By Shana Fischer
The holidays are a time for traditions and bringing family and friends together. But, they can also bring unwanted guests—no not your in-laws— we’re talking stress and depression.
The fantasy of a picture perfect, gently-falling snow, and holiday music quietly playing the background while you open beautifully-wrapped gifts is just that… a fantasy. Perish the thought, and fast because it can wind up hurting your health. Psychologists say we tend to put a lot of pressure on ourselves and family to create a perfect holiday and not only is it unattainable, it’s unnecessary. Stress can cause high blood pressure and even heart attacks or strokes. It can also weaken your immune system which can lead to the cold or flu.
So how do you stop stress from becoming the Grinch that steals your holiday?
Start by acknowledging how you are feeling.
The holidays can mean trips to see family but if that’s not financially feasible or it’s your significant other’s turn to pick the destination, it can leave you feeling sad. It’s normal. Let your feelings be known in a constructive way. Don’t shout or whine about the plans, instead let yourself cry and share with your loved one that while you are happy to spend the holidays together, you miss your family too.
In this day of Social Media overload, it’s easy to feel like you aren’t keeping up with the Joneses. But, guess what? They don’t exist. Everyone is struggling this time of year. That holiday photo your BFF took of her family, all smiles and well-behaved, probably took two hours and loads of bribes. Instead of focusing on all of the “wish we were” or “wouldn’t it be great if”, focus on what’s in front of you. Traditions don’t have to be elaborate, they just have to be yours.
Stick to a budget.
Most couples argue over money. Do not go overboard and go into debt. It is not worth it. Let’s say you rack up a $1,000 on your credit card. The APR is roughly 17% and you make a monthly payment of $60. It would take you nearly two years to pay it off , not to mention all of the interest you will pay as well. Setting a budget allows you to control your finances for the future and also puts the emphasis back on the true meaning of this time of year—family and friends.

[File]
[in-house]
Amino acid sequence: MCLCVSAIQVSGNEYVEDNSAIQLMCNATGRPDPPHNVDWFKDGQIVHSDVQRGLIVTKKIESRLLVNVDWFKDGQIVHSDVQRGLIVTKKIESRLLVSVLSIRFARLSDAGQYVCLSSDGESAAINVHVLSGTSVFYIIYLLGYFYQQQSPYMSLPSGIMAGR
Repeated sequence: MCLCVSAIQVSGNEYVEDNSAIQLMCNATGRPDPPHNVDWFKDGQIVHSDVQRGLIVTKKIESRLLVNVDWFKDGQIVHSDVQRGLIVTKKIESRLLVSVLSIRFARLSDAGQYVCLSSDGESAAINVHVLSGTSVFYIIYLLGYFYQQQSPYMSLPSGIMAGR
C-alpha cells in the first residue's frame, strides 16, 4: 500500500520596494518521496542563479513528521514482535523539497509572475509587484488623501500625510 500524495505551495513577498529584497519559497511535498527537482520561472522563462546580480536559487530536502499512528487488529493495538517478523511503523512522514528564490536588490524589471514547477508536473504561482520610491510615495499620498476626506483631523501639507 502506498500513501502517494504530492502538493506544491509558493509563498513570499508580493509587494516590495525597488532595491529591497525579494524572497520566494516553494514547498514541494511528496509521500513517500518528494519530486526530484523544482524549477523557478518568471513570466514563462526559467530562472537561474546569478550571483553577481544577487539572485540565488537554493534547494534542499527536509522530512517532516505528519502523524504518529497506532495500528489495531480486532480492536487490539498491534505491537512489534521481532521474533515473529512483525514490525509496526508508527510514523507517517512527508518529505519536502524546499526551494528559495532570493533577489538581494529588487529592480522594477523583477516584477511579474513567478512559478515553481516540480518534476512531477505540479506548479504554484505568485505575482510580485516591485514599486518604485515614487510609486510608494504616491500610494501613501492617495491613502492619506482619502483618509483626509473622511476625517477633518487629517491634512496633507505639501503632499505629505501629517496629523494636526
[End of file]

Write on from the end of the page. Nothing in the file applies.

You find yourself staring at 10 party invitations not to mention office parties and family gatherings. It’s enough to leave you screaming “bah hum-bug”. Learn to say no politely but firmly. Pick one or two parties you really want to attend and let others know that while you love celebrating you don’t want to overcommit. You can send those folks a lovely hostess gift or card if you wish. Don’t go overboard with your excuses. Your time is like money in a bank account. You only have so much, so choose how you spend it wisely.
Keep up healthy habits.
Make sure you are getting enough sleep and eating healthy. Keep cut-up veggies in the fridge along with some hummus or greek-yogurt dip for a boost of protein. Limit alcohol intake. Try meditation or yoga. Even 15 minutes a day of silence will help center you. Wash your hands frequently to keep germs at bay. And, indulge in a massage. Even better, treat you and your honey to a couples’ massage.
Finally, just slow down and enjoy the moment.
Once a day, take a look around and be sure to practice gratitude. It’s easy to get caught up in life’s little and big stresses. We can lose sight of what’s important and what brings us joy. Try lighting a candle, grabbing a book or magazine and just relax. You’ve earned it.
If you want more information on how to keep holiday stress at bay, be sure to watch “Your Health” on YurView Arizona on Cox 7.
Watch the full episode of Your Health here: